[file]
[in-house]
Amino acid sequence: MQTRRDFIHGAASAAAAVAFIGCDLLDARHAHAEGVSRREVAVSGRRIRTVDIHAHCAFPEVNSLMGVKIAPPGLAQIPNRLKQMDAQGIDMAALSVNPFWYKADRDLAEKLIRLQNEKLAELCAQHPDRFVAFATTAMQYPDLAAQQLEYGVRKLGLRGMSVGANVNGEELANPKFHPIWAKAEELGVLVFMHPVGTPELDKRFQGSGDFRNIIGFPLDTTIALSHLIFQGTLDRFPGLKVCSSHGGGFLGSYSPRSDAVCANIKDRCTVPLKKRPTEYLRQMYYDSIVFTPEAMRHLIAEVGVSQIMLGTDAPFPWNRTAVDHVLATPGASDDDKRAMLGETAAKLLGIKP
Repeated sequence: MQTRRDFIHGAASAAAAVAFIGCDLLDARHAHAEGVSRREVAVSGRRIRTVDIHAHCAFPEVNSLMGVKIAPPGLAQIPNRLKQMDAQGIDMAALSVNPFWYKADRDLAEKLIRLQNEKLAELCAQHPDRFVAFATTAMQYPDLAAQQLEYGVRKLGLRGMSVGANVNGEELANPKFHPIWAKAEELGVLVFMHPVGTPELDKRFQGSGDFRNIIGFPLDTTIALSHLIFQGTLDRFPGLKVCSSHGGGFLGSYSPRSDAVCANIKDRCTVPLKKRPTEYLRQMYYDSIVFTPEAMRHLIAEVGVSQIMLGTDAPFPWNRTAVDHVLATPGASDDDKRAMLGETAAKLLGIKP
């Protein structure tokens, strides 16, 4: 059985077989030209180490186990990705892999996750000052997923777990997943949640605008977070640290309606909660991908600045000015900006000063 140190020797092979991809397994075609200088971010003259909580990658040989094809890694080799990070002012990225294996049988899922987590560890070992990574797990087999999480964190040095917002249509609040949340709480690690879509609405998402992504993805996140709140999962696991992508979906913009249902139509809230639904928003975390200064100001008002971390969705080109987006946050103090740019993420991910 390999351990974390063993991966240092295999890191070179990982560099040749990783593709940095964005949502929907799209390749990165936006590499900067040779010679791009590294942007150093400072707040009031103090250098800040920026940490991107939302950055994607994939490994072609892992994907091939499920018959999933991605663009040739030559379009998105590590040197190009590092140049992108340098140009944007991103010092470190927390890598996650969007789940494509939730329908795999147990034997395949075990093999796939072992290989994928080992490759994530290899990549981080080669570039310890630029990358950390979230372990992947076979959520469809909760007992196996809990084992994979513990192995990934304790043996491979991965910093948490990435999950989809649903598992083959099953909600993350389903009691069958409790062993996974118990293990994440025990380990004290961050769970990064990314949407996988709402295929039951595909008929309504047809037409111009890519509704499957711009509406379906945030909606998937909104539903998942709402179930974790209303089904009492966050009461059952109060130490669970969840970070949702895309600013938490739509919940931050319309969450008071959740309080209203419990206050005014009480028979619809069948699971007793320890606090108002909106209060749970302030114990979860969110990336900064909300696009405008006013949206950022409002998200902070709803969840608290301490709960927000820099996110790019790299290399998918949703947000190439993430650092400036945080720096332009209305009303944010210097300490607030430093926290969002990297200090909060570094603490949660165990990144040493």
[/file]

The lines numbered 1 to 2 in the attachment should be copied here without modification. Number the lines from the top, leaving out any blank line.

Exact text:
[in-house]
Amino acid sequence: MQTRRDFIHGAASAAAAVAFIGCDLLDARHAHAEGVSRREVAVSGRRIRTVDIHAHCAFPEVNSLMGVKIAPPGLAQIPNRLKQMDAQGIDMAALSVNPFWYKADRDLAEKLIRLQNEKLAELCAQHPDRFVAFATTAMQYPDLAAQQLEYGVRKLGLRGMSVGANVNGEELANPKFHPIWAKAEELGVLVFMHPVGTPELDKRFQGSGDFRNIIGFPLDTTIALSHLIFQGTLDRFPGLKVCSSHGGGFLGSYSPRSDAVCANIKDRCTVPLKKRPTEYLRQMYYDSIVFTPEAMRHLIAEVGVSQIMLGTDAPFPWNRTAVDHVLATPGASDDDKRAMLGETAAKLLGIKP